Former Michigan Gov. Jennifer Granholm, the keynote speaker of the luncheon, said Ohio is “totally ground zero” for the presidential election.
And the focus she said are in purple areas of the state, like Hamilton County, that have voted Democratic and Republican in the past.
“There’s going to be a total focus on this part of the state,” she said of Southwest Ohio.
And over the course of the next month, she sees a push for voter registration and party mobilization, calling it a key.
Another key, she said, is to show the differences between the parties.
“Contrast always creates a spark,” Granholm said. “There’s such enormous contrast in this race between the Democratic Party candidate and the Republican Party candidate for president, but also the Democratic Party and the Republican Party in the direction they’ve been taking the country.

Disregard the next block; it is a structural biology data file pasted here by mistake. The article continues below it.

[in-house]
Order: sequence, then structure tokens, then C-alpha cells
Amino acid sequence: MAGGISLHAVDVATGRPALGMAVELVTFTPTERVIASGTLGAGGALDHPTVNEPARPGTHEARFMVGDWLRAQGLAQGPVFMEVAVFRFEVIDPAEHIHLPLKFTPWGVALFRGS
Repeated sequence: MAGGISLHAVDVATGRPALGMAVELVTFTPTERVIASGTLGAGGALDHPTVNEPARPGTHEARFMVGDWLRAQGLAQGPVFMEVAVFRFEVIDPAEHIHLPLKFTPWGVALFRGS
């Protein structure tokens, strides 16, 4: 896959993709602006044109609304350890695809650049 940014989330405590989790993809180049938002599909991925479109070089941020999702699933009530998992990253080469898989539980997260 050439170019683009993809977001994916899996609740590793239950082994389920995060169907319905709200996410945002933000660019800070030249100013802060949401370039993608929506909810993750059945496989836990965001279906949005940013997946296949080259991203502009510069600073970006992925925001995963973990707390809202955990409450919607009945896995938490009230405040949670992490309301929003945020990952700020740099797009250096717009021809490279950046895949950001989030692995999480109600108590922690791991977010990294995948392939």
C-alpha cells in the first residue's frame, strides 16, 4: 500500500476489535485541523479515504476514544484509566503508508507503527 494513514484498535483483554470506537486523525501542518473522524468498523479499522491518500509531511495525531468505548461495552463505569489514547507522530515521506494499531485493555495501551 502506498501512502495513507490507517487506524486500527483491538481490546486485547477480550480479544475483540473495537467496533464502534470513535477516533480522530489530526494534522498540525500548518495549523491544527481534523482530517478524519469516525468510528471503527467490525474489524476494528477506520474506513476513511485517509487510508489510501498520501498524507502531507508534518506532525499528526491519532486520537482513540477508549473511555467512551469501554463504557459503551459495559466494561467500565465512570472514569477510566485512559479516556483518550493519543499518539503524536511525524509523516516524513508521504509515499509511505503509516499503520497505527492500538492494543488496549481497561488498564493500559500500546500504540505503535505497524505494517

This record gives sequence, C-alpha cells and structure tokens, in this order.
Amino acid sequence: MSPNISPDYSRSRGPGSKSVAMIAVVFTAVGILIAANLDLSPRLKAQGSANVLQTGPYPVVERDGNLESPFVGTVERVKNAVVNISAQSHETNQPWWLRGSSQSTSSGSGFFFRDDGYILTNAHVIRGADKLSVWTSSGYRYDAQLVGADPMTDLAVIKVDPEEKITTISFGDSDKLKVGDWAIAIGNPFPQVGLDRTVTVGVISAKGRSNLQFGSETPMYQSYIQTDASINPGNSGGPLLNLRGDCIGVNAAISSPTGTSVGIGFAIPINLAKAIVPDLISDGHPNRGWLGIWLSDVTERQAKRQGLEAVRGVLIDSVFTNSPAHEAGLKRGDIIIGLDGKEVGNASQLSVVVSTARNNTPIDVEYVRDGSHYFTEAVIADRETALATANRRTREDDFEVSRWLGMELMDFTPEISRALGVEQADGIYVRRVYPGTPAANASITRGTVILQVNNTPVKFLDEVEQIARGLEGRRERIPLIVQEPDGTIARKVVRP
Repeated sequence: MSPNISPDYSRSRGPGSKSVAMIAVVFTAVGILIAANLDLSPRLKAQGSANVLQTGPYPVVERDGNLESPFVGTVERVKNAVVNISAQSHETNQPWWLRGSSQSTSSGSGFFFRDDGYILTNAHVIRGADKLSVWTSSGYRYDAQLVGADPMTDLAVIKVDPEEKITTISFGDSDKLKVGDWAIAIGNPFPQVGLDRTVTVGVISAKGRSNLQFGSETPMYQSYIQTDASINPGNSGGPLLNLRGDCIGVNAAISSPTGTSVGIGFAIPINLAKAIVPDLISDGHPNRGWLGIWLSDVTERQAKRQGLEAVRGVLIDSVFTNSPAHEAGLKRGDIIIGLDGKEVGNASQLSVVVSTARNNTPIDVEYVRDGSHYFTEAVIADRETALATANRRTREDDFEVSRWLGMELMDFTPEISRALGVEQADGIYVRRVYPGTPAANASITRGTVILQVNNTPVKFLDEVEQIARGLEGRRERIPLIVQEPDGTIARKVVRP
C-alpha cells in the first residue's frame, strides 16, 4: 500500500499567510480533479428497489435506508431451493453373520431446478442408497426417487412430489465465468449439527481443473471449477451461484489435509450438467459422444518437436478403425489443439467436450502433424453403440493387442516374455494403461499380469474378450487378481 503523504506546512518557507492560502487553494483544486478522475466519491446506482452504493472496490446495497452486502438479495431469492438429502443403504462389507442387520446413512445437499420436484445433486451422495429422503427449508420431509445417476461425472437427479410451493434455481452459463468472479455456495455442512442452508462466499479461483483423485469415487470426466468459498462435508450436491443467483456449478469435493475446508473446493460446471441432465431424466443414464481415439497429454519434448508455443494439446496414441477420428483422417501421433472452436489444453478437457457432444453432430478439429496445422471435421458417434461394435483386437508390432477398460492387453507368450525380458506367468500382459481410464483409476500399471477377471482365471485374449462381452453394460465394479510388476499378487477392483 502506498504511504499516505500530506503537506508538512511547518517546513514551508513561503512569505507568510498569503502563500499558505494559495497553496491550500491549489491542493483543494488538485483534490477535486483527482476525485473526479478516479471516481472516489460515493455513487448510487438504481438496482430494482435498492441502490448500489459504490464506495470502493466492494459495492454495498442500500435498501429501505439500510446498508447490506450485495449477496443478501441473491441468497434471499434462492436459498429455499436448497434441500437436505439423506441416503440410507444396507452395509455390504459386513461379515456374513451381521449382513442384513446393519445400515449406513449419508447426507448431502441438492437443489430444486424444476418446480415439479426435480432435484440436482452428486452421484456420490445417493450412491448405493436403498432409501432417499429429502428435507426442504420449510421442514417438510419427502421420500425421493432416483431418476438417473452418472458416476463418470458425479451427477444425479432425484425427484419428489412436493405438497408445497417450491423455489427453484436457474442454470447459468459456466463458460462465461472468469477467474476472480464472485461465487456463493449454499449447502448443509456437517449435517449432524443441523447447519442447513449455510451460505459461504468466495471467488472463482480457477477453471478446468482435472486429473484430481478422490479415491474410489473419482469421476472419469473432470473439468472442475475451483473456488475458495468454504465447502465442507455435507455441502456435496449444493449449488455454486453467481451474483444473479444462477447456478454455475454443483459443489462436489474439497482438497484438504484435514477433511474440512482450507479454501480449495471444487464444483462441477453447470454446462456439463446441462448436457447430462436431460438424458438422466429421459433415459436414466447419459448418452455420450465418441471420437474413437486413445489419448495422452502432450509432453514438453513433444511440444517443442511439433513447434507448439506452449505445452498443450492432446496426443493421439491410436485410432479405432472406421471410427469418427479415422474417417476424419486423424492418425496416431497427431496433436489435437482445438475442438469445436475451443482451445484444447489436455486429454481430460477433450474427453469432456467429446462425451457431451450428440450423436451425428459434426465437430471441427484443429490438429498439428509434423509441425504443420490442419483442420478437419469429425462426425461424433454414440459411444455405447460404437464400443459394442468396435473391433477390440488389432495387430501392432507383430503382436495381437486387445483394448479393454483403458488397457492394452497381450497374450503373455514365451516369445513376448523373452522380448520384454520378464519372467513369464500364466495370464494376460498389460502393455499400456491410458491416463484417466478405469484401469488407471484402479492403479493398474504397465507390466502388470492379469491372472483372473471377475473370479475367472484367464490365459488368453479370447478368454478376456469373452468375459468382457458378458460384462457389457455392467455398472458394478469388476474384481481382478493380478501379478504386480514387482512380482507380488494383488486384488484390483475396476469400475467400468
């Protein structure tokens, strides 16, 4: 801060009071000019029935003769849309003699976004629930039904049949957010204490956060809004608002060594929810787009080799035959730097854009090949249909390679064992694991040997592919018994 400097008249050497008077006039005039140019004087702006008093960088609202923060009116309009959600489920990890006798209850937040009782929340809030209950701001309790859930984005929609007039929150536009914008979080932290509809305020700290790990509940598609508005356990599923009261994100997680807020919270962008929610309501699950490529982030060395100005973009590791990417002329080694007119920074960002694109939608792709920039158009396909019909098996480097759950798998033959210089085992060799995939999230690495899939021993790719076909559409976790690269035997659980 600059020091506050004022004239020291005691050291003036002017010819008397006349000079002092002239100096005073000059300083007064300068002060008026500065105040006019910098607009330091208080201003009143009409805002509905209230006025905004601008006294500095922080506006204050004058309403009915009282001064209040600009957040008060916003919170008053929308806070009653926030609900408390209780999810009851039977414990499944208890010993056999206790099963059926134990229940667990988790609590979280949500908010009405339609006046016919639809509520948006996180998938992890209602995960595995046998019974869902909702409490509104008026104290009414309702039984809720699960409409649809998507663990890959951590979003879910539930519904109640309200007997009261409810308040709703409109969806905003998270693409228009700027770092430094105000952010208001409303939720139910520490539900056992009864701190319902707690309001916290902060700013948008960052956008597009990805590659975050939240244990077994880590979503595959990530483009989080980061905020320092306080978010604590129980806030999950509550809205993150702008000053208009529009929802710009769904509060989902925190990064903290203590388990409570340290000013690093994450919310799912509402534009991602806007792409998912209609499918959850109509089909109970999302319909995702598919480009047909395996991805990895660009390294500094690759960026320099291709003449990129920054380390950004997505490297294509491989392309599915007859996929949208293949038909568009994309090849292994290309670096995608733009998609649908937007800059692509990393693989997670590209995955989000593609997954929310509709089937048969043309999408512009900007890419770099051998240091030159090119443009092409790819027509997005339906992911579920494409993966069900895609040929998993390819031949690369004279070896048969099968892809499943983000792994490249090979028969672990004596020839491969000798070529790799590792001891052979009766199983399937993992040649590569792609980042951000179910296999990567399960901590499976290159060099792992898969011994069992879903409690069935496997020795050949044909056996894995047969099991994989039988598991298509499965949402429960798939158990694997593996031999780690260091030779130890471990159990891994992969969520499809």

“There will be some percussiveness, I would say, but choice is what it’s all about and voters will definitely see a choice.”
Republicans have argued there is a divided Democratic Party because U.S. Sen. Bernie Sanders has remained in the race despite being behind in the delegate count, which the AP has reported Clinton has achieved the minimum number of delegate support to claim the party’s nomination.
But Granholm said that is “coming to an end” on the Democratic Party side.
“There’s going to be unity on the Democratic side. Democrats are totally excited about this ticket — who will she pick for vice president — and they’re especially excited to be able to point out the contrast,” she said.